But while the World of Sport style may conjure images of Johnny Saint and Johnny Kidd politely exchanging holds and going off bouts of whimsy, Thatcher especially was able to drive a super-competitiveness that created room for stiffness and brutality. He didn’t let anyone think he was in a gentlemanly contest with Gulak, and even if he had to savagely bend back Gulak’s finger to make the point. Gulak spent a good part of the match having to sell his arm and put out the vibe that he was in danger, but his counterwrestling during times when he could get the upperhand made the finish believable, even when Thatcher was at his most overbearing. Of course, slipping out of a gutwrench into the ankle lock was a visually stunning display of counterwrestling itself, but no one ever said Gulak lacked panache, did they?
Bayley vs. Sasha Banks, NXT, 8/14 (airdate) - Watch Highlights Here!
Bayley and Sasha Banks prove every time they go out, whether against each other or someone else that they’re WWE superstars, regardless of demographic, and when they got the chance to go two segments with plenty of time to tell a story with gravity, they knocked it out of the fucking park. The contest was smartly worked, stiff, hit all the beats, and had a tight finish that legitimately felt like it came “out of nowhere.” If the match wasn’t going to end on the Belly-to-Bayley, a move that served as the canvas for most of the storytelling in the match, then having it end on a counter to the Boss Lock was the next best option. The finish put both competitors over strong, and it was yet another piece of evidence towards the case that the women ruled the roost in NXT in 2014.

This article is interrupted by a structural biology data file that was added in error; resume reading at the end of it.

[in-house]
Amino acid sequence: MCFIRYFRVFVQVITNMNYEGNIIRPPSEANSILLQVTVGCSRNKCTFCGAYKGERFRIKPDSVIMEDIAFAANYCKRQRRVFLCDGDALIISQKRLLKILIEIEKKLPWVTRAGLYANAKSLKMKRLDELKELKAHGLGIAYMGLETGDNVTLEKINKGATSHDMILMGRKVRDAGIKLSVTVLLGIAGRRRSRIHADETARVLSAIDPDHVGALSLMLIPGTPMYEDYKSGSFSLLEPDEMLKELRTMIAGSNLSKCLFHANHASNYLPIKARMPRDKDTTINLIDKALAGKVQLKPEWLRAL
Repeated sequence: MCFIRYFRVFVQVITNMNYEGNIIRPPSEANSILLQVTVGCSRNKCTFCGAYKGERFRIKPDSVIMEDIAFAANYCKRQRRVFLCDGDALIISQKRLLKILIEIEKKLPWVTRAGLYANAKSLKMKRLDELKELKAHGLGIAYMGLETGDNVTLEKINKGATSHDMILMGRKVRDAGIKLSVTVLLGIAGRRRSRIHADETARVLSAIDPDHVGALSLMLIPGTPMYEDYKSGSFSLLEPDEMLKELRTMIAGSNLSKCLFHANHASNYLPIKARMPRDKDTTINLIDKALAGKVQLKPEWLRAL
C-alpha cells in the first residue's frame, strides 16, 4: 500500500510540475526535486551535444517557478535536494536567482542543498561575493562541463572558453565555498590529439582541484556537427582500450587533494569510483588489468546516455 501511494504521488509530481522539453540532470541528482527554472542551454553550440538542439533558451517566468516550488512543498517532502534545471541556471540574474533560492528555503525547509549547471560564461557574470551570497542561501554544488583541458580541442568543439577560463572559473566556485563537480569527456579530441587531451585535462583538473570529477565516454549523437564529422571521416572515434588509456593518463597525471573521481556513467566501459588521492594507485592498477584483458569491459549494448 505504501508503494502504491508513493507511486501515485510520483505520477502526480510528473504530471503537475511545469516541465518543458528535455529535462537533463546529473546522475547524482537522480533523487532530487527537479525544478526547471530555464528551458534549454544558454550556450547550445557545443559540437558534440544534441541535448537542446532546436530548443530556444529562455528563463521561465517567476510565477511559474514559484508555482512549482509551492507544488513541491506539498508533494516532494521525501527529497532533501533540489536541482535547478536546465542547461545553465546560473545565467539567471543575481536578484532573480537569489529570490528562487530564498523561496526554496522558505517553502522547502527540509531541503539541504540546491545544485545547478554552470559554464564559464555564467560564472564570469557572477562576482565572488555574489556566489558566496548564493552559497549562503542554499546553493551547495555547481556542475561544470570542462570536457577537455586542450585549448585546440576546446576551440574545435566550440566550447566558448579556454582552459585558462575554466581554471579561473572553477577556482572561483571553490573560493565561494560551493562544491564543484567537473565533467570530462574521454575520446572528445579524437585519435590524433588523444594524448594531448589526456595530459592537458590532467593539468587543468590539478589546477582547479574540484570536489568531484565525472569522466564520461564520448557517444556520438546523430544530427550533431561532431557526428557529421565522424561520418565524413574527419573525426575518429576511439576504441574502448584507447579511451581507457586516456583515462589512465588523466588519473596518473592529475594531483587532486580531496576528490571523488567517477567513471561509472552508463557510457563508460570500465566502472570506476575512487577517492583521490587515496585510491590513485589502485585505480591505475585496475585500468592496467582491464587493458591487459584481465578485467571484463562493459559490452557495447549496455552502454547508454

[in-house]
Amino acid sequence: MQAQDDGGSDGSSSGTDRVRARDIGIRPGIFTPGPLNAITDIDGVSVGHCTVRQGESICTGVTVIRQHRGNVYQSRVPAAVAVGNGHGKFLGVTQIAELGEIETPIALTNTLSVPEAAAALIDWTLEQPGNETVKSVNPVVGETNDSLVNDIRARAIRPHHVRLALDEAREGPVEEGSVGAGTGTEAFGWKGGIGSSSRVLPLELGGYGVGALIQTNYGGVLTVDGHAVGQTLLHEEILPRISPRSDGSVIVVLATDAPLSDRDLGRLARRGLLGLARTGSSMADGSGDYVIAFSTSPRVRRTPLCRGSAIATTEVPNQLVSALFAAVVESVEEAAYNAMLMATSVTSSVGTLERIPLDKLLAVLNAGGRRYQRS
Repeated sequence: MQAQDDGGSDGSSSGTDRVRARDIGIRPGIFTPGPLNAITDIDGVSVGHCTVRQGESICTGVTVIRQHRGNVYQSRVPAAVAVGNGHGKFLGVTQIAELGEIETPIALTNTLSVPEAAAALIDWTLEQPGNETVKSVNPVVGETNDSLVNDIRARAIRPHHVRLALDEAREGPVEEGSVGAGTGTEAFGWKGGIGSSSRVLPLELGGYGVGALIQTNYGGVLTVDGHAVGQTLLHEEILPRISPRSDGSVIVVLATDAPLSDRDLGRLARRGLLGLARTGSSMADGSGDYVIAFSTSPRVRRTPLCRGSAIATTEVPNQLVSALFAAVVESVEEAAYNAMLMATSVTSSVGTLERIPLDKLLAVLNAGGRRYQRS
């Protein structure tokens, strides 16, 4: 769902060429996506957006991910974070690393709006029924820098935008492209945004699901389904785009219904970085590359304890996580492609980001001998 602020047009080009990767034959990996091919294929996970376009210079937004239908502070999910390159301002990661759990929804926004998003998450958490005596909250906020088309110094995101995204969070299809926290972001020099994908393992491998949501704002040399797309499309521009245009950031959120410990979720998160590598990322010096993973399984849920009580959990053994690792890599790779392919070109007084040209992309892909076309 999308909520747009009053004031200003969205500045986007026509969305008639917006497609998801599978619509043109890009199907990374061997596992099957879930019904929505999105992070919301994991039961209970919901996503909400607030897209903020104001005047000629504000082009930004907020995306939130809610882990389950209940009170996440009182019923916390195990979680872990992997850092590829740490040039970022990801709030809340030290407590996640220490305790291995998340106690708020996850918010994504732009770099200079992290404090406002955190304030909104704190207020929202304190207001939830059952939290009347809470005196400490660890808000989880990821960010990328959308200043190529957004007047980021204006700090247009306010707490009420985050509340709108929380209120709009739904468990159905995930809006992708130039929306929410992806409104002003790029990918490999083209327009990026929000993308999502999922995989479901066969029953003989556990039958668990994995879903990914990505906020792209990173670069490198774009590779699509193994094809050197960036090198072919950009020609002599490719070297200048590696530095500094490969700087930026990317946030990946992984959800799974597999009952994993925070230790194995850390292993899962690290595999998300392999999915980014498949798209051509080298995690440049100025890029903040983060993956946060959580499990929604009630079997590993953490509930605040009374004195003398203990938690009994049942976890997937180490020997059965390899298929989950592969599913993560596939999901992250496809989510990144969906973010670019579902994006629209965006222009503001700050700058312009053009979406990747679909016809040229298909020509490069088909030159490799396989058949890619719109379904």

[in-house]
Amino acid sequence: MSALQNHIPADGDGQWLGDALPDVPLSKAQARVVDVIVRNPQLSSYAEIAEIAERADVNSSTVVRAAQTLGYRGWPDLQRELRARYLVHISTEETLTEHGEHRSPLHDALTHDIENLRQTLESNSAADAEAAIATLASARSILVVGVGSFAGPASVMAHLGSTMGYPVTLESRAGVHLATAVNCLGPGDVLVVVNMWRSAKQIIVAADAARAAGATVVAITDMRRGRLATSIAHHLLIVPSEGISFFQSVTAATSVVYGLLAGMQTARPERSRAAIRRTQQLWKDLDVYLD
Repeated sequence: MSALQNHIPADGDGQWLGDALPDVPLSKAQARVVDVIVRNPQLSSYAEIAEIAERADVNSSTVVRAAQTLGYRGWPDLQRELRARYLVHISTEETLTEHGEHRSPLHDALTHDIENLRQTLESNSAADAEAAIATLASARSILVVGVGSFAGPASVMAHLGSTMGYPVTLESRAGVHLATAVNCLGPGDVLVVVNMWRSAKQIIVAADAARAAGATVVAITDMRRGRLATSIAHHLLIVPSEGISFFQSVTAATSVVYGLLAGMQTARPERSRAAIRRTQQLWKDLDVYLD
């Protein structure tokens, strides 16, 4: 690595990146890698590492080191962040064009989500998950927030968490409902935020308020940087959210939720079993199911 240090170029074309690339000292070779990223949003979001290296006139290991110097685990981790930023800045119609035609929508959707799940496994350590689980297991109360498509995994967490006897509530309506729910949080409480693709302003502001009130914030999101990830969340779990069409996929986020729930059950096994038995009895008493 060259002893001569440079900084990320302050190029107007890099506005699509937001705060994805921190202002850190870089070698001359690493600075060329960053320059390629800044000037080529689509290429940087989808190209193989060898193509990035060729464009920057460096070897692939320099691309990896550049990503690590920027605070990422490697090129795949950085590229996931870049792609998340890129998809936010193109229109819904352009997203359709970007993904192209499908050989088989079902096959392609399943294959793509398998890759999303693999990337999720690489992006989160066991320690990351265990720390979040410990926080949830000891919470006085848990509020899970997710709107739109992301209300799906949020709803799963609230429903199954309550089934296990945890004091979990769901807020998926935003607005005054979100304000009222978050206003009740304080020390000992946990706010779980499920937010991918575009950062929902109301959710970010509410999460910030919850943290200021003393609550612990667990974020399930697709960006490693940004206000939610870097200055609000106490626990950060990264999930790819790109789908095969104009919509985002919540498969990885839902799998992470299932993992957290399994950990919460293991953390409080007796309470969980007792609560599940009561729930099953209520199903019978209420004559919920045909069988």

Dean Ambrose vs. Cesaro, Smackdown, 8/15 (airdate) - Watch Highlights Here!
WWE has a bad habit of putting the same two guys in a match over and over again and having the same guy win in that series, but when the two competitors have such a chemistry together, the repetition doesn’t matter. Cesaro and Ambrose once again were tasked with wrestling each other, and they pulled out a unique match where for a moment, I forgot WWE’s milquetoast booking habits and thought maybe, just maybe, the Swiss Superman could win. While I would have plotted Cesaro ducking the Nigel and answering with a LARIATO of his own after Ambrose actually hit his version of the clothesline, that counter spot was visually stunning, and yet it still was the third best spot in the match. Earlier in the match, Cesaro grabbed Ambrose after he took the shoulder-first Ziggler bump into the corner and suplexed him to the outside, and then he went from the top rope to the floor in a big tumble that preceded an Ambrose plancha to the floor. The finish showed how well Ambrose has a grasp of the moment, fluidly going from a counter sequence into Dirty Deeds. The result was written in the stars, but it still felt shocking and fresh.
Seth Rollins vs. Dean Ambrose, Falls Count Anywhere, RAW, 8/18 - Watch Highlights Here!
One of my biggest pet peeves is when a Falls Count Anywhere match rarely goes out of the ring, but for these two wrestlers, I make an exception. Anything they touch turns to gold, and one night after turning in the best match on a strong major pay-per-view, they went back out and escalated their feud into violent overdrive. The best aspect was that they hearkened back to both ECW and CZW roots without making the violence seem cheap and excessive, yet the finish of the match felt almost cartoonish in scope. Yet, for the purpose it served, Ambrose getting his head slammed into a pile of gimmicked cinder blocks worked on such a gaudy, pro wrestling level. Of course, you don’t earn that kind of finish without earning it.
The match started with the same kind of garden variety brawling that WWE matches have grown accustomed to fostering. Ambrose in his time in the company has become one of the best chasing and wailing, and Rollins is never afraid to bump nor is he too proud to beg off and sell his injuries. The brawling led to the token nearfall outside of the ring, a beautifully staged suplex tease sequence that ended with Charles Robinson of all people nearly submarining the whole thing by his reluctance to pound the floor on something other than canvas. Still, despite the ref’s reluctance to go all-in, the visual worked.